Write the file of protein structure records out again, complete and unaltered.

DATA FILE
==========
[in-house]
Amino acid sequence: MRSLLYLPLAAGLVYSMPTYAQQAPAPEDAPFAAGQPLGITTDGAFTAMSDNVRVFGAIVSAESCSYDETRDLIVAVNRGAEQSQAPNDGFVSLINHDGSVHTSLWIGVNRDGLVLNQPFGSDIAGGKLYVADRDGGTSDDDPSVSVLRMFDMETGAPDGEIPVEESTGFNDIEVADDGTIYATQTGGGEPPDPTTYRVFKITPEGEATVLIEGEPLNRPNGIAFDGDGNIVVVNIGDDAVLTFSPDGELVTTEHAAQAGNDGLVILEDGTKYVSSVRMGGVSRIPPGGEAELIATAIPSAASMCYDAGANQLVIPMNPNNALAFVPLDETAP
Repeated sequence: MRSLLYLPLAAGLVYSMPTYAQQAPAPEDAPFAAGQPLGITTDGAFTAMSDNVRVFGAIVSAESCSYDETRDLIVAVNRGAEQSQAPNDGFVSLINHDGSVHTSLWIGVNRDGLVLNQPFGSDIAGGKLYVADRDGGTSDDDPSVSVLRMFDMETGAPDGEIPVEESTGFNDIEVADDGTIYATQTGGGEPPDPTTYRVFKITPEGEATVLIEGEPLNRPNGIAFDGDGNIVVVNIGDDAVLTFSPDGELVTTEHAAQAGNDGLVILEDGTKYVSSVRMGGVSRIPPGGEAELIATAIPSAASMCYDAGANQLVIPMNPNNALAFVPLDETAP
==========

[in-house]
Amino acid sequence: MRSLLYLPLAAGLVYSMPTYAQQAPAPEDAPFAAGQPLGITTDGAFTAMSDNVRVFGAIVSAESCSYDETRDLIVAVNRGAEQSQAPNDGFVSLINHDGSVHTSLWIGVNRDGLVLNQPFGSDIAGGKLYVADRDGGTSDDDPSVSVLRMFDMETGAPDGEIPVEESTGFNDIEVADDGTIYATQTGGGEPPDPTTYRVFKITPEGEATVLIEGEPLNRPNGIAFDGDGNIVVVNIGDDAVLTFSPDGELVTTEHAAQAGNDGLVILEDGTKYVSSVRMGGVSRIPPGGEAELIATAIPSAASMCYDAGANQLVIPMNPNNALAFVPLDETAP
Repeated sequence: MRSLLYLPLAAGLVYSMPTYAQQAPAPEDAPFAAGQPLGITTDGAFTAMSDNVRVFGAIVSAESCSYDETRDLIVAVNRGAEQSQAPNDGFVSLINHDGSVHTSLWIGVNRDGLVLNQPFGSDIAGGKLYVADRDGGTSDDDPSVSVLRMFDMETGAPDGEIPVEESTGFNDIEVADDGTIYATQTGGGEPPDPTTYRVFKITPEGEATVLIEGEPLNRPNGIAFDGDGNIVVVNIGDDAVLTFSPDGELVTTEHAAQAGNDGLVILEDGTKYVSSVRMGGVSRIPPGGEAELIATAIPSAASMCYDAGANQLVIPMNPNNALAFVPLDETAP